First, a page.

Abstract Title:

Intake of sucrose-sweetened water induces insulin resistance and exacerbates memory deficits and amyloidosis in a transgenic mouse model of Alzheimer disease.

Abstract Source:

J Biol Chem. 2007 Dec 14 ;282(50):36275-82. Epub 2007 Oct 17. PMID: 17942401

Abstract Author(s):

Dongfeng Cao, Hailin Lu, Terry L Lewis, Ling Li

Article Affiliation:

Department of Medicine, University of Alabama at Birmingham, Birmingham, Alabama 35294, USA.


Compelling evidence indicates that excess consumption of sugar-sweetened beverages plays an important role in the epidemic of obesity, a major risk factor for type 2 diabetes mellitus. Type 2 diabetes mellitus has been associated with a higher incidence of Alzheimer disease (AD). High fat diets promote AD-like pathology in mice. It is not known whether consumption of excess sugar as in calorically sweetened beverages with an otherwise normal diet affects the development of AD. In the present study, we provided 10% sucrose-sweetened water to a transgenic mouse model of AD with a normal rodent diet. Compared with the control mice with no sucrose added in the water, the sucrose group gained more body weight and developed glucose intolerance, hyperinsulinemia, and hypercholesterolemia. These metabolic changes were associated with the exacerbation of memory impairment and a 2-3-fold increase in insoluble amyloid-beta protein levels and deposition in the brain. We further showed that the levels of expression and secretase-cleaved products of amyloid-beta precursor protein were not affected by sucrose intake. The steady-state levels of insulin-degrading enzyme did not change significantly, whereas there was a 2.5-fold increase in brain apoE levels. Therefore, we concluded that the up-regulation of apoE accelerated the aggregation of Abeta, resulting in the exacerbation of cerebral amyloidosis in sucrose-treated mice. These data underscore the potential role of dietary sugar in the pathogenesis of AD and suggest that controlling the consumption of sugar-sweetened beverages may be an effective way to curtail the risk of developing AD.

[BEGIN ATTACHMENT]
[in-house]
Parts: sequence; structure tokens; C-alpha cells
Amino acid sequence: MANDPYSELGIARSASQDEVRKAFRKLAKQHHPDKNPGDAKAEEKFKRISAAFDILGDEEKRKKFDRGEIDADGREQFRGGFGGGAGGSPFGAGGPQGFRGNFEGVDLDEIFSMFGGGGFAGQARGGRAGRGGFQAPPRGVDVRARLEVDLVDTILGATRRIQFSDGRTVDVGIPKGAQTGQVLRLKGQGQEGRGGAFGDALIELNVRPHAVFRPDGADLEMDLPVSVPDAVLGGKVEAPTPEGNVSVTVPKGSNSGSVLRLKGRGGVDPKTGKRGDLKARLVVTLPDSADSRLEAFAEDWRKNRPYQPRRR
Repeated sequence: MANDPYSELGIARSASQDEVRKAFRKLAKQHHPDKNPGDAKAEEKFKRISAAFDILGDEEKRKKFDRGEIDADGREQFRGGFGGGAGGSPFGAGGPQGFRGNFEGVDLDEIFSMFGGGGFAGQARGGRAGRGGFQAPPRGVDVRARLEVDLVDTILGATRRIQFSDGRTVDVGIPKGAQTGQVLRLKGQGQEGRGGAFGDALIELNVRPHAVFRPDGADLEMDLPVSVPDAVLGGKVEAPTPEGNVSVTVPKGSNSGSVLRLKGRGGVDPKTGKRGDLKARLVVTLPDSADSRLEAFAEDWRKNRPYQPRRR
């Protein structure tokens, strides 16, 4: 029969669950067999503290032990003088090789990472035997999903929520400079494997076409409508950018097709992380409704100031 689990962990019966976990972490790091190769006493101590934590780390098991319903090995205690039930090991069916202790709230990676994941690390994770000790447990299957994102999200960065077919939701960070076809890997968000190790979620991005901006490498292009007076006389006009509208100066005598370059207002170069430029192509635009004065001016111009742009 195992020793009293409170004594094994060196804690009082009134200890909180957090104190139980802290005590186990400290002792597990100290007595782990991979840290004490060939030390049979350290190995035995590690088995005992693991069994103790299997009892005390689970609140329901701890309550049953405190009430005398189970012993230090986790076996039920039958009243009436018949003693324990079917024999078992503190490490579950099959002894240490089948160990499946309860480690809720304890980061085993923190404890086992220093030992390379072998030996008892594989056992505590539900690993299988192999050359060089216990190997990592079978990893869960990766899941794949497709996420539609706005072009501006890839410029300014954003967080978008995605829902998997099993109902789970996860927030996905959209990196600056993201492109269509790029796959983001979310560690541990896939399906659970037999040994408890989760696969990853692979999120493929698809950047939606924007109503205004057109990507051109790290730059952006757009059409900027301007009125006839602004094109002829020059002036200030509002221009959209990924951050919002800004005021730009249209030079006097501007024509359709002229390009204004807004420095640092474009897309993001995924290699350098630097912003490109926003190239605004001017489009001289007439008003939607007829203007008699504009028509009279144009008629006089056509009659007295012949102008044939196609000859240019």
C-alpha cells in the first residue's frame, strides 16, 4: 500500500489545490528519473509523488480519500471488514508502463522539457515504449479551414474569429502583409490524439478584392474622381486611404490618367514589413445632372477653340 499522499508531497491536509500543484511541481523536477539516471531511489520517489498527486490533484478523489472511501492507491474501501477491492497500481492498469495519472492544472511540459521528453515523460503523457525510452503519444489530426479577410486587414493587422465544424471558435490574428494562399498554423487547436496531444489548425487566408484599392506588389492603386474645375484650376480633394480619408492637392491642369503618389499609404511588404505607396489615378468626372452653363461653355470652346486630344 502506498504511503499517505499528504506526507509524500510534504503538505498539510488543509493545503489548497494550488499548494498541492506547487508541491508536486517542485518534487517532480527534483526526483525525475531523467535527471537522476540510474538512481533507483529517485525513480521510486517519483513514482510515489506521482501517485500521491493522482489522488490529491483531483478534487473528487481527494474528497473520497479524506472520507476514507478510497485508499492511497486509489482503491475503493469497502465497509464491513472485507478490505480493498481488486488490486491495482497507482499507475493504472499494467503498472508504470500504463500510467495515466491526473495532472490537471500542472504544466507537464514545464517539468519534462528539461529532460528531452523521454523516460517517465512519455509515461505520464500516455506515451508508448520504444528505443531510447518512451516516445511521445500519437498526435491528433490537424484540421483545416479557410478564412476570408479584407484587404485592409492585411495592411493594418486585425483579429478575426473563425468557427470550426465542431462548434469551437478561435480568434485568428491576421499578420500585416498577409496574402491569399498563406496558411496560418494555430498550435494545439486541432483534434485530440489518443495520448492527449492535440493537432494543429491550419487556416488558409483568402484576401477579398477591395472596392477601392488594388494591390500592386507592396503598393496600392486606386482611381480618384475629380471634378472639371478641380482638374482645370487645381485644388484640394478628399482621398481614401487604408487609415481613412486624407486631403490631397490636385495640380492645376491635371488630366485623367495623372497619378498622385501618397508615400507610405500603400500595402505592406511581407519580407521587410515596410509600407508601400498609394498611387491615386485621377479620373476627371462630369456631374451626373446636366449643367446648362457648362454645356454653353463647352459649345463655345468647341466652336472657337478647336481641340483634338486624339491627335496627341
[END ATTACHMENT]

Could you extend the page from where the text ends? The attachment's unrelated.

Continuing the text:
Study Type : Animal Study

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